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Sisense's Orad stepping down, Katz named new CEO

With the embedded analytics specialist recently reaching important financial milestones, the vendor's longtime leader is handing over stewardship to its current head of product.

Sisense on Thursday revealed that longtime CEO Amir Orad is stepping down and Ariel Katz will take his place.

Orad joined Sisense, an analytics vendor based in New York City and specializing in embedded BI, in 2015 and served as CEO his entire eight years with the company, following more than four years as CEO of CX and analytics software vendor Nice Actimize.

He will remain with Sisense as executive chairman of the board, where he will continue working with the company on strategic initiatives and serve as an adviser to Katz.

Katz first joined Sisense as a strategic adviser in 2021 and was named chief products and technology officer in July 2022.

Before Sisense, Katz -- who has 25 years of experience in technology -- spent 13 years at Microsoft, including nearly four as general manager of Power BI and nearly four more as a general manager of the Dynamics 365 CRM platform.

The timing

While there was no obvious indication Orad was preparing to step down, the appointment of Katz as Sisense's new CEO appears to be planned well and makes sense, according to Doug Henschen, an analyst at Constellation Research.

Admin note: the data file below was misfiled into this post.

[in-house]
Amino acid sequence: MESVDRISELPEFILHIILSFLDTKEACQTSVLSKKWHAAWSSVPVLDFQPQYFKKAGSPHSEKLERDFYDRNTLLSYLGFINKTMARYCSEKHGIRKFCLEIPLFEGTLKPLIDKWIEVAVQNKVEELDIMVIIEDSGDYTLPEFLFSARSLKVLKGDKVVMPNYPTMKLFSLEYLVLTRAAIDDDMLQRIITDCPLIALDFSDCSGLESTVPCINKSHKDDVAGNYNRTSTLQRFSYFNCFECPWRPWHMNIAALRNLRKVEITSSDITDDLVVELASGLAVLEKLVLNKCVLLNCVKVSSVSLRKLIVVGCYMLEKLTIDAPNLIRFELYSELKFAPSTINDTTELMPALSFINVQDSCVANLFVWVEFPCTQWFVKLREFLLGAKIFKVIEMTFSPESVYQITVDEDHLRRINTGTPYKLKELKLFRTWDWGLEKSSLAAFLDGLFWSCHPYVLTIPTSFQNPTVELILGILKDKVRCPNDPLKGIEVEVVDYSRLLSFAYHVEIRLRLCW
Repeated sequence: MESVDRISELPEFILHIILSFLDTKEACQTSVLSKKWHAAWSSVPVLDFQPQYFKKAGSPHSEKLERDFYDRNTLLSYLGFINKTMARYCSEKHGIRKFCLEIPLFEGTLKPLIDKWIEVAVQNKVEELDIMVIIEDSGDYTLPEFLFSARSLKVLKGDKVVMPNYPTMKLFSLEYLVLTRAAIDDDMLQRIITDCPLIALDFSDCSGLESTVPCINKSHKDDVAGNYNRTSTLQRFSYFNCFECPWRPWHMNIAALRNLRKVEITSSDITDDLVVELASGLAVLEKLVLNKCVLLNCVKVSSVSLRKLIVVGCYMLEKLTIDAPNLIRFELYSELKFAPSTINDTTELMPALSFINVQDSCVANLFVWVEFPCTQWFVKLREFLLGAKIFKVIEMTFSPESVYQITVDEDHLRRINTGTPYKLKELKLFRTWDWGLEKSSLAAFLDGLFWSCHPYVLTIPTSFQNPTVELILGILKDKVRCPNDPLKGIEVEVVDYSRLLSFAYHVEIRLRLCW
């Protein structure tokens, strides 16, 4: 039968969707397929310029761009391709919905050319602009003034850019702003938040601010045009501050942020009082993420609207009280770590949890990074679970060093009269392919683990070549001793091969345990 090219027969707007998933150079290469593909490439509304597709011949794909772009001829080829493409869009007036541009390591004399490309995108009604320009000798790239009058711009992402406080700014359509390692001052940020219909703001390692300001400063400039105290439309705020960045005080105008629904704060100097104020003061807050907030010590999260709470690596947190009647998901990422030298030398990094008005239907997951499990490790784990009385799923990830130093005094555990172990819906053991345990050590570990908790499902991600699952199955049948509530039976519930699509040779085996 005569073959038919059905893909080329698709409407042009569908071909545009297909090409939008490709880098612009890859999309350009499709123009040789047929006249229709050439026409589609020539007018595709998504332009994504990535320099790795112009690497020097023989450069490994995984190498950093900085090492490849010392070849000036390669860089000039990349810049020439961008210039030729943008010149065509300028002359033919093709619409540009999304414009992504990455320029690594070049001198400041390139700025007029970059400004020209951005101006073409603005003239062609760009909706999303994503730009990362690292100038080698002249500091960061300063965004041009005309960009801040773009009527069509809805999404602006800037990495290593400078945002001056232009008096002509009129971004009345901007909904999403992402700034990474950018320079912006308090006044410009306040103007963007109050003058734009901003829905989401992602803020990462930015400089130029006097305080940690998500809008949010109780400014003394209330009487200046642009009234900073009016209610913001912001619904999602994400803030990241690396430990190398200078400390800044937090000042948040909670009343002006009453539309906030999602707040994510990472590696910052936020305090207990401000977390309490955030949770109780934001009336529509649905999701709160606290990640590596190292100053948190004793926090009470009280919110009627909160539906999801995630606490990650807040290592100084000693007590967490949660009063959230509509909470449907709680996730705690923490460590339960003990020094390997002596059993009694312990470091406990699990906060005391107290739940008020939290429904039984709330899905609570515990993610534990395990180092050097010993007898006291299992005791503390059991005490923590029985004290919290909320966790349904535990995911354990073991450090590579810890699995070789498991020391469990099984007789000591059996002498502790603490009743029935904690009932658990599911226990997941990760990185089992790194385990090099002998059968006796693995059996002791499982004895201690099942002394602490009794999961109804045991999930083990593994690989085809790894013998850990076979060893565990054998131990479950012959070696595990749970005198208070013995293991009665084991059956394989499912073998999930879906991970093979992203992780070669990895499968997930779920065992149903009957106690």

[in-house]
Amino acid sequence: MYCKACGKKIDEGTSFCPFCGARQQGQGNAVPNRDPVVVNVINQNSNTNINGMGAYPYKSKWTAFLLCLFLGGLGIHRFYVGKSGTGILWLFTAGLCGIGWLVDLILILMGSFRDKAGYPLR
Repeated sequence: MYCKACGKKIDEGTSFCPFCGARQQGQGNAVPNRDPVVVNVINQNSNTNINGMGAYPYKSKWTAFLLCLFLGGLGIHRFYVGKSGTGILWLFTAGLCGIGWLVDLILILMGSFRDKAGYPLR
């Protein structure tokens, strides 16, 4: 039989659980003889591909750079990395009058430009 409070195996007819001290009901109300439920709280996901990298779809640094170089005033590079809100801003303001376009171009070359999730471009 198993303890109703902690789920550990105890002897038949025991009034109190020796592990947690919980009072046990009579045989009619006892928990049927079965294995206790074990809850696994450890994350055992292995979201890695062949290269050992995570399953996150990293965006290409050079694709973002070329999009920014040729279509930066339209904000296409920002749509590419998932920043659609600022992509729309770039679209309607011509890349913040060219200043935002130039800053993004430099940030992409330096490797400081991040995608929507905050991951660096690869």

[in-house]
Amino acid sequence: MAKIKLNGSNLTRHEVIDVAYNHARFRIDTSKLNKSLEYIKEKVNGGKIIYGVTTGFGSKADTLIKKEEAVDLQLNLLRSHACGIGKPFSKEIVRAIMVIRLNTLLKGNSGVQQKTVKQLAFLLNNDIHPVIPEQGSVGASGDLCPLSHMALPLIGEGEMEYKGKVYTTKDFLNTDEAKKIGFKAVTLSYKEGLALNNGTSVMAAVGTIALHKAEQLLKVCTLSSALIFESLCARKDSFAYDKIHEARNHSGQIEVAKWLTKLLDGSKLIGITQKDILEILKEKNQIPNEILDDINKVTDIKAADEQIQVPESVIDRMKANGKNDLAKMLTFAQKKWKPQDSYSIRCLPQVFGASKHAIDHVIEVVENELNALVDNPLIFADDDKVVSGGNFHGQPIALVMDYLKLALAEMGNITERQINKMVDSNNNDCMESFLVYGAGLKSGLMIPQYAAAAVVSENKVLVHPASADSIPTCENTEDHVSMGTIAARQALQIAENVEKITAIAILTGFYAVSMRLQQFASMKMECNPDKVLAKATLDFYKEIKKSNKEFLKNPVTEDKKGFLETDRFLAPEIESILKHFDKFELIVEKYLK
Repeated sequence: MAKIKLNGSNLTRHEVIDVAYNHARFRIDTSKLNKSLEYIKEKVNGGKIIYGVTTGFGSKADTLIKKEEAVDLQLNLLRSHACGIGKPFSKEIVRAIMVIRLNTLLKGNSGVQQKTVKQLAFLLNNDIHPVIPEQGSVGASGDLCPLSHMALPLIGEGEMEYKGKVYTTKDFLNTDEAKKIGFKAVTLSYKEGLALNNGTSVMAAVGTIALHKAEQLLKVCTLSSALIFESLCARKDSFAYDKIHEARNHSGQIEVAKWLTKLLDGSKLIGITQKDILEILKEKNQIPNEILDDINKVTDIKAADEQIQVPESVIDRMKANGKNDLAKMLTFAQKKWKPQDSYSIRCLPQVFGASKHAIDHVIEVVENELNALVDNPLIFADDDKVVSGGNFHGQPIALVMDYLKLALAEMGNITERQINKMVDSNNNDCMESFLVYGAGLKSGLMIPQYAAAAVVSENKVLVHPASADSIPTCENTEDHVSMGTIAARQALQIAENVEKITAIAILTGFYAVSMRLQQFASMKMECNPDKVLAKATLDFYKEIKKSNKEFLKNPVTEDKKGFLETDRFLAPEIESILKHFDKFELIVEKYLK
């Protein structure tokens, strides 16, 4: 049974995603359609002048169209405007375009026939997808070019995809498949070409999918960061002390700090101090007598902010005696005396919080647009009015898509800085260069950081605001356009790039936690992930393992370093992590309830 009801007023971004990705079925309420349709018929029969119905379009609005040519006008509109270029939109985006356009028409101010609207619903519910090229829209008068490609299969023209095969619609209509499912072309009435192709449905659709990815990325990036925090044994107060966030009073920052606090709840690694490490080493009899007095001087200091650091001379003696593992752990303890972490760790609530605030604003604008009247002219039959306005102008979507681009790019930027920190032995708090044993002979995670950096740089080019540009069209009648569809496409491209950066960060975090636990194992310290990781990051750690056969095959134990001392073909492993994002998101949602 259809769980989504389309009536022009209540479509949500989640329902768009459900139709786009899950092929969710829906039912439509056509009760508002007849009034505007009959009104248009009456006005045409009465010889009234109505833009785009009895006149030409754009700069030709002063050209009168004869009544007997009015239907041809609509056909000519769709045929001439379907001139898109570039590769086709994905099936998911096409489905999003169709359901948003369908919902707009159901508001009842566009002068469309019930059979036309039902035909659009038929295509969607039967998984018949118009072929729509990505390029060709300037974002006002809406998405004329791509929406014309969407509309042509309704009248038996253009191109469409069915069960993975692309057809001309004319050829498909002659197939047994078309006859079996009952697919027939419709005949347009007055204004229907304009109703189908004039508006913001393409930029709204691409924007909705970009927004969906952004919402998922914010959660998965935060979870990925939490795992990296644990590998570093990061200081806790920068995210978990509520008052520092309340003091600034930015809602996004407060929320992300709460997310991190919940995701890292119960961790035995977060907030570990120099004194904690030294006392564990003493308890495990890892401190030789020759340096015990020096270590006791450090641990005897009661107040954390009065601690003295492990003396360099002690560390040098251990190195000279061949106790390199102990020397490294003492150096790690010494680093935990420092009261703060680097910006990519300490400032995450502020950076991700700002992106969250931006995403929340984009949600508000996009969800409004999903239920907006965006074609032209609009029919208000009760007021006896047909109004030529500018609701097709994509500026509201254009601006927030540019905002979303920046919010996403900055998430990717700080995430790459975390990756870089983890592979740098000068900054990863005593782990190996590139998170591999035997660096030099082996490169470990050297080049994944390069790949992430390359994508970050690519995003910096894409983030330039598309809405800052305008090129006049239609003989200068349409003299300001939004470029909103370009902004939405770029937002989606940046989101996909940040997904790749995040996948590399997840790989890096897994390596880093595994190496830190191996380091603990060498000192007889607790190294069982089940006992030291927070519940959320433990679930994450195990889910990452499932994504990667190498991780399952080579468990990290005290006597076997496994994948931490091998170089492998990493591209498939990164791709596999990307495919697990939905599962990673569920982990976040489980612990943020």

His resume includes ... roles overseeing large and important product lines including Power BI. Those product lines are as big or bigger than many companies in terms of revenue and numbers of customers, so I'd call it a solid foundation for taking the reins at Sisense.
Doug HenschenAnalyst, Constellation Research

"It seems like a routine transition with Ariel Katz having joined through a board advisory role and then serving for nearly 10 months as chief technology and product officer," he said. "That suggests thoughtful leadership succession planning, not an abrupt change."

Henschen added that Orad helped Sisense stand out in a crowded analytics field that includes vendors such as Tableau and Qlik as well as platforms such as Power BI that are managed by tech giants.

Meanwhile, he noted that Katz's professional history suggests he has the potential to be a strong successor.

"His resume includes 15 years at Microsoft, with the second of his two stints there featuring general manager roles overseeing large and important product lines including Power BI," Henschen said. "Those product lines are as big or bigger than many companies in terms of revenue and numbers of customers, so I'd call it a solid foundation for taking the reins at Sisense."

Sisense's CEO transition comes after the company reached some important financial milestones.

In 2022, Sisense, which was founded in 2004, achieved sustained profitability for the first time after making it a priority in 2021, according to Orad; Sisense is privately held and therefore does not publicly disclose its earnings report.

In addition, Sisense said its public cloud embedded analytics platform achieved double-digit growth last year.

Beyond financial milestones, Sisense was among the first analytics vendors to unveil an integration with ChatGPT, the generative AI tool from OpenAI that quickly gained worldwide interest.

It also launched an integration with Git that enables continuous integration/continuous delivery as developers create and update applications. It developed a multi-tenant environment that lets organizations personalize their Sisense deployment in different ways for different users, and it enhanced its embedded BI capabilities so that customers can use the vendor's Extense Framework with any workplace application.